James Brokenshire Portrait James Brokenshire - Parliament Live - Hansard
22 Jul 2019, 3:20 p.m.

The £5.5 billion housing infrastructure fund is a cross-Government effort to unlock housing by supporting infrastructure development. With the Department for Transport and the Treasury, we are looking at ways to build capability across Government to make that as effective as possible. My hon. Friend is right. It is about that sense of delivery and consent, and seeing that homes are supported by the infrastructure they need.

Sarah Jones Portrait Sarah Jones (Croydon Central) (Lab) - Parliament Live - Hansard

On Thursday, it was confirmed that high pressure laminate cladding, exactly like Grenfell-style ACM cladding, is lethal in certain combinations and must be removed from buildings. This could affect up to 1,700 additional blocks. The Secretary of State has known since last October that this cladding failed a fire test. No building should be covered with lethal materials and there are lives at stake, so I ask the Secretary of State: how many buildings are covered in this lethal cladding? What is the deadline for the removal of that cladding? Will the Government fund its removal?

James Brokenshire Portrait James Brokenshire - Parliament Live - Hansard
22 Jul 2019, 3:24 p.m.

The hon. Lady needs to be careful about the detail of what she has said, because she will equally know that there has been a BS 8414 test in relation to high pressure laminate, with different types of insulation, where the finding was not the description that she has set out. We have provided advice in December 2017 and December 2018. We have now reaffirmed further advice to building owners to see that they take appropriate action to make buildings safe. That is what we have taken action to see and secure, and further steps are being taken with local government to test the type of materials that are in buildings. There is certainly no sense on this side of not taking the action that is required to make people safe.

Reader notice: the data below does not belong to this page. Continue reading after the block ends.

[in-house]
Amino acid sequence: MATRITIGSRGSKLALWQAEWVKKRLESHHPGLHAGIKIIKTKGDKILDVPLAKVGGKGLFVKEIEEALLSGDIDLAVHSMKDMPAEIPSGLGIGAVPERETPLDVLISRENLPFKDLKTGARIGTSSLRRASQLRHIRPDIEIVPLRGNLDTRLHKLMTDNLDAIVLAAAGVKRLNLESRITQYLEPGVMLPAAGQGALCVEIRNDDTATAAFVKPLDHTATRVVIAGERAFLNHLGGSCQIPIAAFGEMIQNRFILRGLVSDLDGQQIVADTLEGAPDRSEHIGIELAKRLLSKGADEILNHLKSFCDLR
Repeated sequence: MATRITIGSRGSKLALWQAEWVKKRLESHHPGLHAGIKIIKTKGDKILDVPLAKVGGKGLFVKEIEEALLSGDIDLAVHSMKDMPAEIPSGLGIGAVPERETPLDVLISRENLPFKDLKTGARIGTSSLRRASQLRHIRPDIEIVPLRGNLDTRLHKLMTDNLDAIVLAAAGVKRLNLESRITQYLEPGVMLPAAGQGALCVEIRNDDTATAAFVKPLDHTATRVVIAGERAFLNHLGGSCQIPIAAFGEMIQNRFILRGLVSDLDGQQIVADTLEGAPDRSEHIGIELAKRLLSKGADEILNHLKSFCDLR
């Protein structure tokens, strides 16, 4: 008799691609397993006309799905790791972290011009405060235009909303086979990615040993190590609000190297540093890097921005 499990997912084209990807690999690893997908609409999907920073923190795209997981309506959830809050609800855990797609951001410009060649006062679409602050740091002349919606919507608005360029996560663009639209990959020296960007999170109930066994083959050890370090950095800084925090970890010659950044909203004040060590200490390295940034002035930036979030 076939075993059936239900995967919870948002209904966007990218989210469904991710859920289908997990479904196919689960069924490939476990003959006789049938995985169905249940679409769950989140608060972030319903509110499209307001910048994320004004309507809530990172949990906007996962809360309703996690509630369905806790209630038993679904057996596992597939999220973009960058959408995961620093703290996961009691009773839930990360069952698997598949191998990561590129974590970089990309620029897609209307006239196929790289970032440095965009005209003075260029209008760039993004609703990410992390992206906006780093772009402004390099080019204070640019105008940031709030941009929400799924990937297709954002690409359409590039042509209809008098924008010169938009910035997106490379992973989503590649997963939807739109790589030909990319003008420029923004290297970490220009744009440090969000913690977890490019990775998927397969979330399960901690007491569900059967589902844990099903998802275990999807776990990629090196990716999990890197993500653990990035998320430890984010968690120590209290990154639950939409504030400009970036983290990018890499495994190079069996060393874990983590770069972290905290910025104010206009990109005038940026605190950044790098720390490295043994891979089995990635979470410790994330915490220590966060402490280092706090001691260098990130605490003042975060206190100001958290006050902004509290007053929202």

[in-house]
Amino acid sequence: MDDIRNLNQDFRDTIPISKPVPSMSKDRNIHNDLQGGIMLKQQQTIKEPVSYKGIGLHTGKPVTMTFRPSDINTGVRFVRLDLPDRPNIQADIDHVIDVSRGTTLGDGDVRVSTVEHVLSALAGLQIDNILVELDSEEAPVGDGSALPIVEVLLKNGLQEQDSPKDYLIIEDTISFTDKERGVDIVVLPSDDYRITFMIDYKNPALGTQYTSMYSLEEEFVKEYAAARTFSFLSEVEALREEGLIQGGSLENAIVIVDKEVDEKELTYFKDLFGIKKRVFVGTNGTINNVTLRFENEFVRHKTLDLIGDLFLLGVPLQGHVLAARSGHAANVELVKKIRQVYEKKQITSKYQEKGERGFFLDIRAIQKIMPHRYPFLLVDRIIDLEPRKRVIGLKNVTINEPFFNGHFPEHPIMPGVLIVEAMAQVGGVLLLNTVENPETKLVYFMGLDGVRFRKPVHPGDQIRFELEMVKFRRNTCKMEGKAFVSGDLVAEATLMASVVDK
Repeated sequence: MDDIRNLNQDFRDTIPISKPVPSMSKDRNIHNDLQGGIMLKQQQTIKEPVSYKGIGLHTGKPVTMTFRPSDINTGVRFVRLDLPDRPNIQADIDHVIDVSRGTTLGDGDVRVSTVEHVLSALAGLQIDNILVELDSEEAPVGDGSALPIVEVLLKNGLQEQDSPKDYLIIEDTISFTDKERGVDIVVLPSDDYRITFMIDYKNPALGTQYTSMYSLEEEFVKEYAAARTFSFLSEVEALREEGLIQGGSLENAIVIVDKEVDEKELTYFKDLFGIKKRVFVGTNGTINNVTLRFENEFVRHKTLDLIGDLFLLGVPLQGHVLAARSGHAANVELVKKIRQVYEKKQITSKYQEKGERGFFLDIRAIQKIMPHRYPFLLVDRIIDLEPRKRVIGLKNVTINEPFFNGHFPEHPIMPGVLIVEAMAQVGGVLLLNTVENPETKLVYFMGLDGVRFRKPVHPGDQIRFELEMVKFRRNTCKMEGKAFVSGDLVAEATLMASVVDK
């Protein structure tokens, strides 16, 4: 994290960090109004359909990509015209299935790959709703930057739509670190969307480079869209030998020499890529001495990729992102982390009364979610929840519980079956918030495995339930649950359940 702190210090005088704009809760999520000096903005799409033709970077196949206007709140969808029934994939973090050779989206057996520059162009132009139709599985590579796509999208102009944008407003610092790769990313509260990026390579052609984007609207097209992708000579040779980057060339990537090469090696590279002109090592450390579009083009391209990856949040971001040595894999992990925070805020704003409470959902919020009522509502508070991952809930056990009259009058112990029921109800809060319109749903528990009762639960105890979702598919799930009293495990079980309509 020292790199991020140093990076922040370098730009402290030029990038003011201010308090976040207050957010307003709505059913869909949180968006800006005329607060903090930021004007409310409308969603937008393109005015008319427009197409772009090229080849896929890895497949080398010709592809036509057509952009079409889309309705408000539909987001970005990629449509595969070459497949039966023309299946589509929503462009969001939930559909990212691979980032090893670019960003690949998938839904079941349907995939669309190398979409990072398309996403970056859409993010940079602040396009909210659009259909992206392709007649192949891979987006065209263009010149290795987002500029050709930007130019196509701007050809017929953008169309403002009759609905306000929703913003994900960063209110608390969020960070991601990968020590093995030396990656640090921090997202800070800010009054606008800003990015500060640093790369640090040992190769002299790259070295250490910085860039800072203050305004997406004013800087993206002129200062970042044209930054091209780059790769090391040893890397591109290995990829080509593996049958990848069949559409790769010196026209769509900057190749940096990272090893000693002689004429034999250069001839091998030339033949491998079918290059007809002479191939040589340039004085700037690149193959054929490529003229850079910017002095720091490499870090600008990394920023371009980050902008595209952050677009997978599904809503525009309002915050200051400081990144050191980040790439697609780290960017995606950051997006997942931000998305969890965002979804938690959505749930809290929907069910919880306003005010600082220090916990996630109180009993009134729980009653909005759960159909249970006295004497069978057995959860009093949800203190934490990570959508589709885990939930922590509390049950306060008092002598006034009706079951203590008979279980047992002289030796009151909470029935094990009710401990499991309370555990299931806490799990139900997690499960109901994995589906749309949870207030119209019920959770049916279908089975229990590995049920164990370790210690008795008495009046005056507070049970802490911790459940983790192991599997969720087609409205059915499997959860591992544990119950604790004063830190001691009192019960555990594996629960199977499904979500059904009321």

Antoinette Sandbach (Eddisbury) (Con) Parliament Live - Hansard

T3. A number of constituents are trapped in unfair leases. What is the Minister doing to ensure that they can buy out their lease from a developer at reasonable cost? [912101]

Break in Debate

Martyn Day Portrait Martyn Day (Linlithgow and East Falkirk) (SNP) - Parliament Live - Hansard

T6. A damning report from the Select Committee on Housing, Communities and Local Government has confirmed that the £200 million set aside to fund the removal of aluminium composite material cladding from private residential buildings will not be sufficient. Will the Minister commit to funding work to ensure that all this potentially life-saving work can be carried out everywhere it is needed? [912104]

James Brokenshire Portrait James Brokenshire - Parliament Live - Hansard
22 Jul 2019, 3:26 p.m.

We believe that the £200 million, which was an exceptional sum, based on the extreme risk that this ACM cladding has, is sufficient to provide the necessary support to make the necessary remediation, the reason being that commitments are already in place from a number of private sector developers and builders, as well as other insurers, to see that that work is undertaken. It is on that basis that that sum has been ring-fenced.

Bim Afolami Portrait Bim Afolami (Hitchin and Harpenden) (Con) - Parliament Live - Hansard

T4. Under this Government, greenhouse gas emissions have fallen by 25% since 2010, which is a considerable achievement. However, there is much more we can do to make our housing stock much more environmentally friendly. The Minister for Housing knows about this issue, because I have spoken to him about it several times in the past few weeks. Will he or the Secretary of State illustrate what we are doing to deal with it? [912102]

James Brokenshire Portrait James Brokenshire - Parliament Live - Hansard
22 Jul 2019, 3:27 p.m.